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Abortion Access How does socioeconomic status impact access to reproductive health care?

Overview

Since the legalization of abortions in the United States in 1973, anti-choice politicians have sought to limit access to reproductive health care through Targeted Restrictions on Abortion Providers (TRAP). The enforcement of TRAP laws place women of lower socioeconomic status at a greater disadvantage accessing abortion clinics. Laws, such as mandatory waiting periods and the Hyde Amendment, create logistical and financial challenges for women seeking abortions. Ultimately a women's decision to obtain an abortion remains largely unchanged by these policies.

History

Roe v. Wade

In 1973, following the Supreme Court ruling in Roe v. Wade, abortion became legal in the United States. The case outlined the role that state governments are allowed to take in while implementing abortion laws during each trimester of pregnancy. Based on the decision, during the first trimester, states are not allowed to place restrictions on abortions. During the second trimester, states have the ability to enforce restrictions relating to maternal health. In the last trimester, states are allowed to ban abortions as long as there are exceptions for circumstances when pregnancy becomes life threatening.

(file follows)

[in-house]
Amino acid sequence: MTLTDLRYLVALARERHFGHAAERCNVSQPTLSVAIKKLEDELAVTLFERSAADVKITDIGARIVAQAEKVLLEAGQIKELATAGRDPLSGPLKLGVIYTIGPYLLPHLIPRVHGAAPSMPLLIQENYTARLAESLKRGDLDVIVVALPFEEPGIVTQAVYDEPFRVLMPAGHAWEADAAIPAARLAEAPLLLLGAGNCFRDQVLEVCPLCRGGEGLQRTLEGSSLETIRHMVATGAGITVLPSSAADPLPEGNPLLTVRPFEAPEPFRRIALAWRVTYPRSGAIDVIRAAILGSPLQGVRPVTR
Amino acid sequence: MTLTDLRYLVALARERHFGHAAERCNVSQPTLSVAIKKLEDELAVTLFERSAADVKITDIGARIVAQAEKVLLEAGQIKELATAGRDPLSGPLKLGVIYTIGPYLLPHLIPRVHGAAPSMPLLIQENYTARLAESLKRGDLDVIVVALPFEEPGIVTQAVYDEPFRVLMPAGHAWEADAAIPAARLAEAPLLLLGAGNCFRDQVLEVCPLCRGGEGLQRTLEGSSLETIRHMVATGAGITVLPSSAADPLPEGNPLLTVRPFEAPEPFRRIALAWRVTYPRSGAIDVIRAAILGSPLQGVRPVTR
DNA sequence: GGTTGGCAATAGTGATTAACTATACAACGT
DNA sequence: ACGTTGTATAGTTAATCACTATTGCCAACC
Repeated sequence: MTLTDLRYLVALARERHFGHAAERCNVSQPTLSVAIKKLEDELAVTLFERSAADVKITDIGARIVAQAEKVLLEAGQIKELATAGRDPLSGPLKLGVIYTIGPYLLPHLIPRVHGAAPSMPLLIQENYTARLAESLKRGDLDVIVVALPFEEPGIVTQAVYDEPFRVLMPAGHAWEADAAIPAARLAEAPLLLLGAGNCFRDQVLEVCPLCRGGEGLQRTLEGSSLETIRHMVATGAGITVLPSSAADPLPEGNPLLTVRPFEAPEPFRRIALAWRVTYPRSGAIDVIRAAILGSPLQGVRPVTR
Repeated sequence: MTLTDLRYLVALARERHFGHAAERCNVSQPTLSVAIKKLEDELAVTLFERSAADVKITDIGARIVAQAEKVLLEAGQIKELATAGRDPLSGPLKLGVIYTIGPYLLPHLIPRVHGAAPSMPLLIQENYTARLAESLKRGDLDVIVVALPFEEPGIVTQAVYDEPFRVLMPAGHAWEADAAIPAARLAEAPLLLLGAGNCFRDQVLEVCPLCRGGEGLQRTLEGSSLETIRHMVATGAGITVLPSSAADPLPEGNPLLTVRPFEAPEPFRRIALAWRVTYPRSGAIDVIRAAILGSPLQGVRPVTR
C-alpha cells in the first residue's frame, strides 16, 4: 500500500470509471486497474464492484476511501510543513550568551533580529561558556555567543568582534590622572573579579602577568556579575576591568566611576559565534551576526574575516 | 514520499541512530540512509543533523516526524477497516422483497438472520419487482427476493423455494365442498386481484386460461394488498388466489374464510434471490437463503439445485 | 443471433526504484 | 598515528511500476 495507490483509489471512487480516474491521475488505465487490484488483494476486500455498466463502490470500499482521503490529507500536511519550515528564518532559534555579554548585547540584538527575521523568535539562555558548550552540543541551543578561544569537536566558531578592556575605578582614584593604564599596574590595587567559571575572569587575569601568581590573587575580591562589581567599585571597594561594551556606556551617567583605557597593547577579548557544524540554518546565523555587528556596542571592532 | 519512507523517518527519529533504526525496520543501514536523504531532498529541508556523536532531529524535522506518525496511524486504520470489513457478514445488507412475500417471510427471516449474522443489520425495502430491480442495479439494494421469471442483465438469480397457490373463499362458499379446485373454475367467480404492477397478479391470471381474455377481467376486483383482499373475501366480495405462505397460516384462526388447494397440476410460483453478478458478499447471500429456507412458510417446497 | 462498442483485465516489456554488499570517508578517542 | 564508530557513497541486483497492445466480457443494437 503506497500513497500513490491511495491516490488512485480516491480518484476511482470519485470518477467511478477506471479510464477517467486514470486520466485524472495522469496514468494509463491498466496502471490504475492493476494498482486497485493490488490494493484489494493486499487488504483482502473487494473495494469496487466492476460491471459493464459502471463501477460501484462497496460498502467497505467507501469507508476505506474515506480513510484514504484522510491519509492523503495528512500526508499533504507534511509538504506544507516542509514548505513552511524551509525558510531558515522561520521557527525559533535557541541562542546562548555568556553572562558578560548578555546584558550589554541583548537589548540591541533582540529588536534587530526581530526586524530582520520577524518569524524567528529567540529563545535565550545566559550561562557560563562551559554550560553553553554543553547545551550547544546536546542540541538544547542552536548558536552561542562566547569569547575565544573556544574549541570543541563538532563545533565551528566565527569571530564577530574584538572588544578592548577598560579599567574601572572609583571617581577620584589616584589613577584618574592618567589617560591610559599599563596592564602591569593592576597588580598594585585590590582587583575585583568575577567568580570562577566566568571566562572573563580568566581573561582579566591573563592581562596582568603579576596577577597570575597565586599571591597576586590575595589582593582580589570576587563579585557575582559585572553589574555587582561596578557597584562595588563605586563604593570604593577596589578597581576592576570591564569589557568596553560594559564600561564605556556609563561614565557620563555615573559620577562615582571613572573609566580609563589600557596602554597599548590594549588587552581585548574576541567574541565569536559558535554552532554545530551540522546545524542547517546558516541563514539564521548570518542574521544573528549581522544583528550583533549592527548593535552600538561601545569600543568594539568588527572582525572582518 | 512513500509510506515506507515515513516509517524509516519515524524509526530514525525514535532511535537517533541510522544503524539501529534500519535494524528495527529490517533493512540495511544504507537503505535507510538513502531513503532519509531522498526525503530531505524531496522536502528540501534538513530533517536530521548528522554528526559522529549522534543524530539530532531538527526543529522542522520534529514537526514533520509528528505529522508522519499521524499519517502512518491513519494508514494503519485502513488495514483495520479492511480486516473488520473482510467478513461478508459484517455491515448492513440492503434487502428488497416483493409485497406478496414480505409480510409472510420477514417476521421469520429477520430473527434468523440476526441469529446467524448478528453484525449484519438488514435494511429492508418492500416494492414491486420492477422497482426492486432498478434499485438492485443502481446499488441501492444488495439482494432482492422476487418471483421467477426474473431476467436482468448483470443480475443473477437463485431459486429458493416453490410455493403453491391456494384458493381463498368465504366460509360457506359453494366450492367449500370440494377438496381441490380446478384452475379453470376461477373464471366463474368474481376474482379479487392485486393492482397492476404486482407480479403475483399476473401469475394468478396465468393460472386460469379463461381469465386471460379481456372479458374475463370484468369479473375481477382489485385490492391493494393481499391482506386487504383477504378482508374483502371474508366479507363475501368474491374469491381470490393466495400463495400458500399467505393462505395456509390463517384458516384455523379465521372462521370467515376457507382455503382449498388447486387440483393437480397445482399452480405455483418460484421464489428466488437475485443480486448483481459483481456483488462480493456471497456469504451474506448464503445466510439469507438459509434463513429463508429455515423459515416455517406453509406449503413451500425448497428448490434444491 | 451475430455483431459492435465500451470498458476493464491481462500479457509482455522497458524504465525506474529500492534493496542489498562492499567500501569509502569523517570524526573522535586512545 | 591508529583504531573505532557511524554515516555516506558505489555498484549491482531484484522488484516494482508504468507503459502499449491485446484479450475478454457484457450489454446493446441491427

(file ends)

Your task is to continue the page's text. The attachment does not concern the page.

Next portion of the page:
Planned Parenthood of Southeastern Pennsylvania V. Casey

The Supreme Court case of Planned Parenthood v. Casey addressed the legality of state enforced abortion laws. In 1992, the case discussed three Pennsylvania laws- the requirement for pregnant individuals seeking an abortion to wait 24 hours prior to their procedure, minors to receive parental consent or obtain a judge's permission, and wives to notify their husband about their decision to have an abortion. Of these laws only one was deemed as invalid, the mandatory husband consent. This case set the precedent for more laws limiting access to abortion clinics to be passed across the United States.